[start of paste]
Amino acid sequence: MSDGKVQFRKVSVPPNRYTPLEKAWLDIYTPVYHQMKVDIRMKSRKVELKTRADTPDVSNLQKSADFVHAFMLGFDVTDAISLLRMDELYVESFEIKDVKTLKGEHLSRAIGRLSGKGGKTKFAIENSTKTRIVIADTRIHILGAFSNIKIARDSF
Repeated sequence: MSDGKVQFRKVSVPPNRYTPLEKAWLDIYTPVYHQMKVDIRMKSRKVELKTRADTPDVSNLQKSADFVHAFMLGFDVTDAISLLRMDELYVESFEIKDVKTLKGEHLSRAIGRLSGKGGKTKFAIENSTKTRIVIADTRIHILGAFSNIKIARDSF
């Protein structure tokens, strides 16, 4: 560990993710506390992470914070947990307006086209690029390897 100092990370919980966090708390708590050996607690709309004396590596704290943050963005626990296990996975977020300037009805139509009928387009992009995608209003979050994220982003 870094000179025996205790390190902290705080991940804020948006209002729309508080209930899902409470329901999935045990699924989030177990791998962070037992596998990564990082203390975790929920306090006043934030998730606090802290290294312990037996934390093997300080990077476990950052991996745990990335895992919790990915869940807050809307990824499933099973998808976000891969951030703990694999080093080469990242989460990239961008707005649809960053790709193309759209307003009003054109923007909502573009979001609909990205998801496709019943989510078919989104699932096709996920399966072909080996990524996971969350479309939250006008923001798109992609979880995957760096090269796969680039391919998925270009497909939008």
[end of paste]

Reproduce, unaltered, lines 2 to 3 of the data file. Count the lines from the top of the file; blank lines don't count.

Repeated sequence: MSDGKVQFRKVSVPPNRYTPLEKAWLDIYTPVYHQMKVDIRMKSRKVELKTRADTPDVSNLQKSADFVHAFMLGFDVTDAISLLRMDELYVESFEIKDVKTLKGEHLSRAIGRLSGKGGKTKFAIENSTKTRIVIADTRIHILGAFSNIKIARDSF
């Protein structure tokens, strides 16, 4: 560990993710506390992470914070947990307006086209690029390897 100092990370919980966090708390708590050996607690709309004396590596704290943050963005626990296990996975977020300037009805139509009928387009992009995608209003979050994220982003 870094000179025996205790390190902290705080991940804020948006209002729309508080209930899902409470329901999935045990699924989030177990791998962070037992596998990564990082203390975790929920306090006043934030998730606090802290290294312990037996934390093997300080990077476990950052991996745990990335895992919790990915869940807050809307990824499933099973998808976000891969951030703990694999080093080469990242989460990239961008707005649809960053790709193309759209307003009003054109923007909502573009979001609909990205998801496709019943989510078919989104699932096709996920399966072909080996990524996971969350479309939250006008923001798109992609979880995957760096090269796969680039391919998925270009497909939008």